Dear Readers:
I was going to save this article for Sunday Morning’s “religious” column, but decided to publish it today because of assholes like Justin Trudeau, who keep saying that Islam is a religion of peace!
We took a detailed look at both Christianity and Islam in my book “The Plain Truth About God” and some important facts about this “religion of peace,” were revealed!
It seems that Islam was violent right from the get-go, and it's woven right into the fabric of the faith!

As we said, Islam became highly divisive right from its inception when it split into the Sunni, Shiite, and Sufi sects.
Add to this the fact that Islam was spread through war and conflict as opposed to the philosophy of “love thy neighbour” that was the foundation of Christianity, and we have a religion that is ripe for dissension and conflict.
Then, on top of the divisiveness amongst the practitioners of Islam, we can see how the faith slides still further with the triumph of fundamentalist interpretations of the Koran in the 11th century.
This resulted in the triggering of major conflicts amongst the population of the region and then the gradual decline of Islamic, and then by default, Arab civilization
One of the facts that we have to consider is that the main driving force behind Islam is that it was bound up in war and aggression from its very inception. As a result, no matter how close or far from the intended message of the Koran it was, portions of it were always used to justify an Arab extremist and expansionist view. History has now given us an almost unbroken string of militant Islamic movements from the “Assassins” of the 11th-12th century to the Ayatollah Khomeini and his followers. (Even if he was technically a Persian and not Arab.)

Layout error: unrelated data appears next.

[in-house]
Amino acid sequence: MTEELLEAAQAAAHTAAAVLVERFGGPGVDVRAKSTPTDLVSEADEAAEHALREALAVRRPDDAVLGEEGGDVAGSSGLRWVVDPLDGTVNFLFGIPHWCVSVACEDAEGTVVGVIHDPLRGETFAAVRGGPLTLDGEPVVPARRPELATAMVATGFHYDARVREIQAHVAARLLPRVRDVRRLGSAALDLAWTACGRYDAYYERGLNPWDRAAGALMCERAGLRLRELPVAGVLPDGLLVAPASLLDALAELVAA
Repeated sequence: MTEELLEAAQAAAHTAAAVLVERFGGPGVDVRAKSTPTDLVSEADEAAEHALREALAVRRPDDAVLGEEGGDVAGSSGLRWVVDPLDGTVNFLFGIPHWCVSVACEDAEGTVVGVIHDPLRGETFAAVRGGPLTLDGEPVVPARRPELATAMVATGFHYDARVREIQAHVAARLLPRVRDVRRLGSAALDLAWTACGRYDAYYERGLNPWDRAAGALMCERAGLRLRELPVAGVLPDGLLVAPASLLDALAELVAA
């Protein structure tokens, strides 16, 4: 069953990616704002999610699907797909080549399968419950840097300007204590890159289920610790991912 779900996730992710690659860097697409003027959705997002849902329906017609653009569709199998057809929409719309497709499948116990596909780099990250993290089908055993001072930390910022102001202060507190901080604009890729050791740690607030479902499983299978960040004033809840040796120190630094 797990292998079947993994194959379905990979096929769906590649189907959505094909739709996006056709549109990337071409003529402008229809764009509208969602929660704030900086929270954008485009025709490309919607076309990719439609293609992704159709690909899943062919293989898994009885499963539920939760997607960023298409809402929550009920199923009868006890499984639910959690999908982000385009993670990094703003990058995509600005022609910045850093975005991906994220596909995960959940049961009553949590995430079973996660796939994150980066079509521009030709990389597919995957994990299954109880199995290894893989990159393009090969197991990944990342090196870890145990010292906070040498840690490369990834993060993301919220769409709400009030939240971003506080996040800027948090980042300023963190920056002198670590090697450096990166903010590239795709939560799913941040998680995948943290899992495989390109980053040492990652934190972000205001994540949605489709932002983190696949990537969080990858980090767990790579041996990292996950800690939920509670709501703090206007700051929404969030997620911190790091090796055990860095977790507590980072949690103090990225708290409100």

The crusades were the first catalyst that got Islam to “rally round the flag” in Middle East terms, and the second was the Mongol invasion shortly after that.
Arab society became full of hatred to both Eastern and Western invaders and the early result of this was the emergence of Ibn-Taymeyah as one of the first Arab extremists.
He was born in 1263 C. E. during the Mongol invasions and died in jail for his extremist views in 1328 C.E.
(During his lifetime, almost all of the main Islamic schools of theology, to their credit, rejected his extremist views. He was constantly at odds with the authorities, but had a great and loyal following among the masses.)
This seems to have set the tone for the following centuries, with constant upheaval among clergy and theologians. (Much the same as in the early Christian Church.)
One of the modern day results of this dissension in the religion was the establishment of Wahhabism in the mid part of the sixteenth century.
This brand of ultra-conservative Islam, which we now loosely call fundamentalism, was established by Mahammad ibn ‘Abd al-Wahhab around 1715 in what is now Saudi Arabia.
Those who accepted his ideals, which were termed Wahhabiyya, were called Wahhabis.
(Al-Wahhab was very aware of the fact that he was not a mere preacher, but the leader of a movement that sought to effect a real change in society. Like all practical social reformers, he was convinced of the necessity of power for the realization of the goals that he advocated.)
The Wahhabis main practitioners were the Bedouin tribes in the deserts of what is now Saudi Arabia.
Their insular point of view is that anyone who does not follow their particular brand of Islam is a disbeliever and infidel.
It now forms the basis for most of the religious and political life in Saudi Arabia, and it has slowly become the standard by which a lot of Islam is being held accountable!

From the book “The Plain Truth About God” (A Brief History of Western Civilization!) available at:

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